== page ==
That's Linda Wallheim, and look how much you already know about her -- importantly, for a mystery, you can see that she feels responsible for the care of others, and also that she's used to fading back out of the center of things, letting someone else be "the person they were there to see." Those are two admirable characteristics for someone who'll decide to dig into a crime and stick with the investigation.

On this particular morning, at six-thirty (groan), the doorbell's pressed by Jared Helm, one of the newer members of the ward (the church fellowship), carrying his adorable five-year-old daughter.  And it's soon clear that the mom in the family is missing.

Linda's investigation is at first mostly secondhand -- the bits that her husband can reveal without breaking a confidence, the smaller bits that a five-year-old conveys in both words and reactions, and conversations with others.

But Linda has a pressing reason, beyond her usual sense of responsibility, to bond with the little girl in this damaged family: She's suffered the loss of her own daughter, stillborn, and although she has sons and a really good husband, she's wounded in ways she can barely describe -- and it's hurting her own marriage, whether she sees it or not.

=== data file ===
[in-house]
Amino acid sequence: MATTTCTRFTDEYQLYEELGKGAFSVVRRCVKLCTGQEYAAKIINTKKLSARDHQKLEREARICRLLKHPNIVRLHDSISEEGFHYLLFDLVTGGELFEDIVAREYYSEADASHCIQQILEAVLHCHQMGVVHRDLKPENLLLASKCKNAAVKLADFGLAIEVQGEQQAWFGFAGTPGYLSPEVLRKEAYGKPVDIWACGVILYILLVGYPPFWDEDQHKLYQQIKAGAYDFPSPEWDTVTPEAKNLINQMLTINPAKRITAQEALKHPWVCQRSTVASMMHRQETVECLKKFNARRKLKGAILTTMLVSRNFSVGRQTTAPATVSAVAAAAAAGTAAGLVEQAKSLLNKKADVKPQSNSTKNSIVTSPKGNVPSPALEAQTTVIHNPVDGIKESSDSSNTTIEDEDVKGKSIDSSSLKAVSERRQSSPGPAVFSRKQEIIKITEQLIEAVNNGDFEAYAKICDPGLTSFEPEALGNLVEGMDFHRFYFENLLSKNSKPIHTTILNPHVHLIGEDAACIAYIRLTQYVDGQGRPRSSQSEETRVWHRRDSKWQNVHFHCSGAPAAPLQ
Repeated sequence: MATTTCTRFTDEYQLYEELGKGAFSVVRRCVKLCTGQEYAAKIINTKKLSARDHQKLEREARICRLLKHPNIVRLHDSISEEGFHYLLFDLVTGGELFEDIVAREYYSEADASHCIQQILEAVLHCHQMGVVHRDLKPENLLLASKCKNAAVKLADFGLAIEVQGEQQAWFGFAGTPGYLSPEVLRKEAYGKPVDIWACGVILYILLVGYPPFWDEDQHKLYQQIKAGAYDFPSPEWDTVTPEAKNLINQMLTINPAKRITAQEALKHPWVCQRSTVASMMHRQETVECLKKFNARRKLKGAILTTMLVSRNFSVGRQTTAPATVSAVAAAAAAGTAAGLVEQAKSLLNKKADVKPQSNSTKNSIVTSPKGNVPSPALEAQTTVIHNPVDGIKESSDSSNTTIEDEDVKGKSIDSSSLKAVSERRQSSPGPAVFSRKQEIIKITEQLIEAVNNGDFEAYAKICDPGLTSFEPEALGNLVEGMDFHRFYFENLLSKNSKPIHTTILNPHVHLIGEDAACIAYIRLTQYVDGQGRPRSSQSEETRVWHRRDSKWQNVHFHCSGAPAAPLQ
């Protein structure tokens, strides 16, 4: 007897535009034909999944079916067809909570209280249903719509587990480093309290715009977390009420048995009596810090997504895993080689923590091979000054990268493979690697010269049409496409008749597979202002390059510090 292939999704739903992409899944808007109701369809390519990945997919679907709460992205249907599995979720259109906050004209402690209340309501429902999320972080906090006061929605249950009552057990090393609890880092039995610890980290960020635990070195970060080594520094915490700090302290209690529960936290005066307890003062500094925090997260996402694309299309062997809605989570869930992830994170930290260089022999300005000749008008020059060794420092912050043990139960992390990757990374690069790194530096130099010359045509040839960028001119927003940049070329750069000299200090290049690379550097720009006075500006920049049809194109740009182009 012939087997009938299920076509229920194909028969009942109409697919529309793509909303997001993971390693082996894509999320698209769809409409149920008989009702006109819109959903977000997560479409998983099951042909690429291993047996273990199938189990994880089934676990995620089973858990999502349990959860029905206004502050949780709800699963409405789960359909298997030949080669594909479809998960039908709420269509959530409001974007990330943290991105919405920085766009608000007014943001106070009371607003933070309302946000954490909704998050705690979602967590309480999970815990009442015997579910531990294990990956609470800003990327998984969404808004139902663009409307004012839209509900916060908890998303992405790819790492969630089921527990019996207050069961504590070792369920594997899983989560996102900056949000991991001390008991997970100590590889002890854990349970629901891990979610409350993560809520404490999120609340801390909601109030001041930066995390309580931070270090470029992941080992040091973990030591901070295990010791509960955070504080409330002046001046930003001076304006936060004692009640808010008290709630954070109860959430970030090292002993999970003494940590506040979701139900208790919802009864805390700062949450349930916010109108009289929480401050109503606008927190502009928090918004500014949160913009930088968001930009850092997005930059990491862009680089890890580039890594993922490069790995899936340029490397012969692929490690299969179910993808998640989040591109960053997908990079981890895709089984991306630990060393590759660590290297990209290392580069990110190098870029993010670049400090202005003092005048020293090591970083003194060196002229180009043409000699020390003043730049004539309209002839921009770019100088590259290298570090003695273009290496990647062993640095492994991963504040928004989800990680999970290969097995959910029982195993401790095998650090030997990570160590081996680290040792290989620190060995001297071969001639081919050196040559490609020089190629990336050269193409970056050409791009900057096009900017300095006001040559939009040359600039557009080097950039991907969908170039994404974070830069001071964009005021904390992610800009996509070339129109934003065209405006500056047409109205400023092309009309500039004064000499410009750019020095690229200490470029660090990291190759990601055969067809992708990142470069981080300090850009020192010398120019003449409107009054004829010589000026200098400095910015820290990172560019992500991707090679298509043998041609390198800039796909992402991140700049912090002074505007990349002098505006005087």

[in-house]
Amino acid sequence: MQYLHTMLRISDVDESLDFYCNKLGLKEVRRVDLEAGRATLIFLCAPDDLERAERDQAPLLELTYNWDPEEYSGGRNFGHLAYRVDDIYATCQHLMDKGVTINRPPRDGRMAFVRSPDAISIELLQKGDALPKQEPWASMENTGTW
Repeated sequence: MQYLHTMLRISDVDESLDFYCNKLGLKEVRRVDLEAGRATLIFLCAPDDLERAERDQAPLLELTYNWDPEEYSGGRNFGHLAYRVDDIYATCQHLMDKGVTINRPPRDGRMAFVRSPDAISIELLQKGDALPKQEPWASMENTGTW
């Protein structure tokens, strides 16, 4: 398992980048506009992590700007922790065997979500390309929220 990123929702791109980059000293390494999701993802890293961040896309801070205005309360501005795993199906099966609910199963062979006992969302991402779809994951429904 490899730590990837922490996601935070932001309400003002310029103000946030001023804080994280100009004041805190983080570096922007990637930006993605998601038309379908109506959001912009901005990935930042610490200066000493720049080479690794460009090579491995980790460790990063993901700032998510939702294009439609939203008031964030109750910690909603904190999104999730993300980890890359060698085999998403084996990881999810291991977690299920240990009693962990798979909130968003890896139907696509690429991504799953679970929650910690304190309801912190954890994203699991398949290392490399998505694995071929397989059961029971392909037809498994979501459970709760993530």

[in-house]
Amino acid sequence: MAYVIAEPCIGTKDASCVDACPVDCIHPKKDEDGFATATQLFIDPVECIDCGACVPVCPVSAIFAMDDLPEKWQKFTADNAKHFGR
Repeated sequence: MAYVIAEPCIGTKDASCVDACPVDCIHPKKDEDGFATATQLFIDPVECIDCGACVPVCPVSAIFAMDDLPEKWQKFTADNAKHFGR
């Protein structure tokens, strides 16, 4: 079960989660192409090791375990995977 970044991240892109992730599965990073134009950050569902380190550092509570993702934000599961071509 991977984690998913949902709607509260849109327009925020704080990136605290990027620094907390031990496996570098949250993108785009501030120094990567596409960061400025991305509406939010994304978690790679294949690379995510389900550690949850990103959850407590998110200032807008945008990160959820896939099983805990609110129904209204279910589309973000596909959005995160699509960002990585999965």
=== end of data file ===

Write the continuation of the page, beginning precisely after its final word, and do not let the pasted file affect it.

So her hunt for the truth of what's happened around her is more than an effort to supplement her husband's role as bishop, more than a dare to herself to face the truth of some of the more manipulative men in her social group. It's her struggle to find a way to carry her loss.

Along the way, Harrison opens up some of the traditions, rules, and controversies with her church. (She is in face a member, after her own spiritual crisis, which she's still walking through. Yes, the loss of a daughter. Can God be good, when such terrible things happen?) Some, I already knew about from attending services and visiting in the homes of Mormon friends, years ago -- like Fast Sunday, a tradition of going without food in order to reflect on the experience and give the money saved to those who need it. And bearing testimony, something that also happens in many an evangelical Protestant congregation -- but in THE BISHOP'S WIFE also includes "small children whose 'testimonies' are whispered into their ears by older children. I disapprove of this practice." And bang, that quickly, we're in Linda's uncomfortable shoes: being smart, educated, committed to her church, and questioning it.